We did not, however, try the standard version of tripa mishqui – we enjoyed it in a trio of tacos. Corona is “half-Mexican, half Ecuadorian,” Fernando explains. To celebrate the mingling of cultures in the neighborhood where he grew up, Fernando offers many dishes both in their classic form and cradled in tortillas from nearby Tortilleria Nixtamal. We imagine that tacos plumped with Ecuadorian-style sautéed steak or slow-cooked pulled pork would be just as mishqui.
Covid set the restaurant “back to square one,” Fernando tells us, adding that there’s still a great deal of uncertainty among restaurant owners about dining regulations, both indoors and outdoors. He’s redoubled his efforts to build community, and hopes to organize cross-promotions with a few other well-regarded Ecuadorian restaurants.
Memories of community and hospitality, especially in his mom’s kitchen and at that first restaurant job, stayed with Fernando over the years. His desire to open a restaurant of his own was kick-started by the renovation of Corona Plaza.
Fernando also hopes to build back better through his application for a full liquor license; as of now, he can serve only beer and wine. He’s already experimenting with cocktail flavors that include naranjilla, a “little orange” whose juice is, surprisingly, green as well as tart; horchata, which in Ecuador is clear, red and herb-infused rather than milky; and colada morada.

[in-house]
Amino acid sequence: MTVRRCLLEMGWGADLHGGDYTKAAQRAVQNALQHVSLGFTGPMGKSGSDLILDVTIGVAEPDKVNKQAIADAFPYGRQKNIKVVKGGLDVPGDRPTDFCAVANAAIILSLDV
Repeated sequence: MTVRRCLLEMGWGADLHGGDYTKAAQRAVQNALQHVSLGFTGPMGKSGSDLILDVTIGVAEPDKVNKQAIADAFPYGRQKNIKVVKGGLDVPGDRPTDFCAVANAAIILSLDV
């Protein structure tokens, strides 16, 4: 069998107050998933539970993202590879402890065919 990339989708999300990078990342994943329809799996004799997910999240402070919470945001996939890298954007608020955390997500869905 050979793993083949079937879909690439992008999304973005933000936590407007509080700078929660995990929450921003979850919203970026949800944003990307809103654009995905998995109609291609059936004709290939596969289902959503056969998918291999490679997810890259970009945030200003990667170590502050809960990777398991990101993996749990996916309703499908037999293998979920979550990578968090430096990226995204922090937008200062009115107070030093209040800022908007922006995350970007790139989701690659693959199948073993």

We sampled a nonalcoholic version of Fernando’s colada morada, which suspended blueberries, blackberries, strawberries and pineapple in a purple-corn-based liquid. Fernando also brought out a platter that displayed the many herbs and spices that season it (as well as a second cup of colada morada, which would not go to waste). Most of the seasonings were imported by nearby Casa America, an Ecuadorian grocery just around the corner, although some were hand-carried from a recent trip back to Cuenca by Leticia herself.
Balancing ingredients is a must for any mixologist, but it’s a particular challenge for Fernando, who’s experimenting with herbs and spices that rarely, if ever, find their way into a cocktail. We’re looking forward to some unique pairings of food and drink. Salud!